The cybersecurity control debates are not new. They have been around (at least in the US) since the early 90's, when the computer industry began the task of trying to move encryption technology controls from the International Traffic in Arms Regulations (ITAR) to the Commerce Control List (CCL). Movement of encryption technology from ITAR to CCL represented a relaxation of controls for products with embedded encryption technology. Up until that point encryption was viewed as a tool used only by governments. The act of moving encryption technology was perhaps the biggest factor in the explosive growth of the Internet. Today, encryption is a necessity for the protection of everything we do - from buying an item on the Internet to downloading purchased music or books, to protecting your bank transactions. In short, encryption has become ubiquitous. The major concern with encryption is that it can be used by terrorists and criminals to hide their plans and activities. Last year, the encryption debate expanded to include cybersecurity tools.
Proposed Cybersecurity controls:
Systems, equipment, components and software specially designed for the generation, operation or delivery of, or communication with, intrusion software include network penetration testing products that use intrusion software to identify vulnerabilities of computers and network-capable devices. Certain penetration testing products are currently classified as encryption items due to their cryptographic and/or cryptanalytic functionality. Technology for the development of intrusion software includes proprietary research on the vulnerabilities and exploitation of computers and network-capable devices. The new entry on the CCL that would control Internet Protocol (IP) network communications surveillance systems or equipment is restricted to products that perform all of the functions listed; however, the Export Administration Regulations (EAR) also prohibits the export of equipment if the exporter intends it will be combined with other equipment to comprise a system described in the new entry.
At first look, the proposed controls appear to be not that bad. They appear to say 'you need a license to export malware tools'. But, on closer examination, they cover much more than just malware tools. We all know malware tools are bad (after all, only criminals use them), but what is meant by 'technology required for the development of intrusion software'? Could this include compilers? Hence the logic might be:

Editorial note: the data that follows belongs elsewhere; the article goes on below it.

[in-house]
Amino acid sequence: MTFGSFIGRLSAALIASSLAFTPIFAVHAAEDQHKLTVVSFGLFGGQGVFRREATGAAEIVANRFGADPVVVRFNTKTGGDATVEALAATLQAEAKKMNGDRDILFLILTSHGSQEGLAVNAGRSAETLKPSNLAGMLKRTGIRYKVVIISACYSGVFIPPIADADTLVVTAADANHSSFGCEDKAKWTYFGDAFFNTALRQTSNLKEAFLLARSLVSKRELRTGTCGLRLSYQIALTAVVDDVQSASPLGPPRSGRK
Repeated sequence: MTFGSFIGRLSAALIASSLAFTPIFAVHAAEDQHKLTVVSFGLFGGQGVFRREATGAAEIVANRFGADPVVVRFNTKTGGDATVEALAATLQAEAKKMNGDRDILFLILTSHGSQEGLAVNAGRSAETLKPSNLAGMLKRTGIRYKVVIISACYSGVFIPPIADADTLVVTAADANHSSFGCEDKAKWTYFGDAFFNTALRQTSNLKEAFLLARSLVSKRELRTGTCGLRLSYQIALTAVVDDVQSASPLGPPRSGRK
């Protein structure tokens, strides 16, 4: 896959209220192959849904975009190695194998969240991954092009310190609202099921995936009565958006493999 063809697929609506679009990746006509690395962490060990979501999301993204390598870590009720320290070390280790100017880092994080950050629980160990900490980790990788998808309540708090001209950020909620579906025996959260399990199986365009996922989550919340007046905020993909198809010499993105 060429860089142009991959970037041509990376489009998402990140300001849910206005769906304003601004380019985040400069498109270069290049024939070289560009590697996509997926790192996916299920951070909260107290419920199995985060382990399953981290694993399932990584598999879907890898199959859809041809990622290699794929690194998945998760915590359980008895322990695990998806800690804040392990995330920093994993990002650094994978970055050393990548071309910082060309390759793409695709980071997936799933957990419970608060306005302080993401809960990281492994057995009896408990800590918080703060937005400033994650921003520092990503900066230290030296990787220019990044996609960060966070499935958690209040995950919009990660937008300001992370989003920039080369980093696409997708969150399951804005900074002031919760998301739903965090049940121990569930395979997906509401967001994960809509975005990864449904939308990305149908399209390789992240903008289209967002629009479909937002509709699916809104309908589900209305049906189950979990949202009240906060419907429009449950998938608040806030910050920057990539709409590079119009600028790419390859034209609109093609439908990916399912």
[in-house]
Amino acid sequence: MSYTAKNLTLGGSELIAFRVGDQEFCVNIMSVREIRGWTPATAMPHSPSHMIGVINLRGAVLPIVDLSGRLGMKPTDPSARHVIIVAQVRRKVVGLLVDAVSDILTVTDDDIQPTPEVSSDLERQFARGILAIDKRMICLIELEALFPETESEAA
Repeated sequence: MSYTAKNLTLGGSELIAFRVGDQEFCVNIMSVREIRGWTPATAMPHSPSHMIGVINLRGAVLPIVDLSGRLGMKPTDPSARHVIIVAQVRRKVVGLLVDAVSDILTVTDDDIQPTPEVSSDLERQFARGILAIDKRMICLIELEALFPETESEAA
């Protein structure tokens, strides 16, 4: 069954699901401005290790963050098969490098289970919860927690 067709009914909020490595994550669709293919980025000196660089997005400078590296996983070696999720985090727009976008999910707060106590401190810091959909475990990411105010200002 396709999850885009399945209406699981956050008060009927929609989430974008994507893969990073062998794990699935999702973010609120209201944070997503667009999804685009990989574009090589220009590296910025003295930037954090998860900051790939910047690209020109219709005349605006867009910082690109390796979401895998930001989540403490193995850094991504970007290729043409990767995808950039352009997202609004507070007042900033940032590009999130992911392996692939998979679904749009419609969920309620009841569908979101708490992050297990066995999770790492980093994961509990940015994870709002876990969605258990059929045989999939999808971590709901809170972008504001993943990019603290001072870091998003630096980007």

Compilers are used in the creation of Malware tools.
If you now needed a license to export compilers, how would this impact industry? Never mind, as compilers would be exempted, but you get the point. Things can get very confusing, and even scary, very fast. Okay, so we can forget about compilers.
The next question becomes one of 'Do you use malware tools?' The answer is probably yes, depending on your job. For example, in preparing to make changes to your infrastructures you might analyze the changes and look to see if there are any issues. Once this is done, you would normally re-examine the change with automated penetration testing tools. Would these tools require an export classification request? The answer is probably yes.
But then again, how many of us would export these products? Of course it depends on what we mean by exports. In the US, we have two different types of exports -- the first one deals with the transfer of technology across physical boundaries; the second one deals with the communication of information to someone who is not a citizen (this is called a deemed export). So, if you put software on your corporate network you might be okay - if it is not global (and usually there is an exemption for intra corporate transfers). The deemed export rule is more tricky. You may be very careful with exposing export controlled technology on your network, but what about handing a copy to a co-worker - remember a deemed export is the transfer of information to a third party that is not a citizen. So letting a co-worker have access to some software could be considered an export in some circumstances - again this is probably not an issue due to exemptions.
Consider another scenario, you have discovered malware on your system. You look into it, and package your findings up. You post a copy of the malware and your analysis to a company that provides malware protection. The company is not in the US. Is this an export?
The good news is that this regulation was proposed and was not adopted. The bad news is that it was proposed and signals a requirement that we need to maintain our diligence as things are changing.
This having been said, earlier we were only talking about export controls. What about import controls? For example you have a subsidiary in China. Copying code across your network for work, might be okay from a US export perspective, but what about from a China Import perspective? What about when you copy it back from China to your local machine? This would be considered an export from China. In considering export and import you shouldn't forget the perspective of other countries, and the subsequent re-export.
The final issue you should probably know about is that security technology used to be found in one part of the regulations - Category 5 Part 2. Category 5 Part 2 deals with Information Security (encryption controls are included in this section). Over the past few years, we see security technology being placed in Categories 3 (Electronics Design, Development, and Production) and 4 as well as 5.
As much as these regulations are changing we have a lot of work ahead of us. If you are interested in this topic, check out the 6th Advanced Industry Forum on Global Encryption, Cloud & Cybersecurity Controls taking place on March 30 - 31 at the Sheraton Fisherman's Wharf in San Francisco, CA. Additional information can be found here: http://www.americanconference.com/2016/885/global-encryption-controls.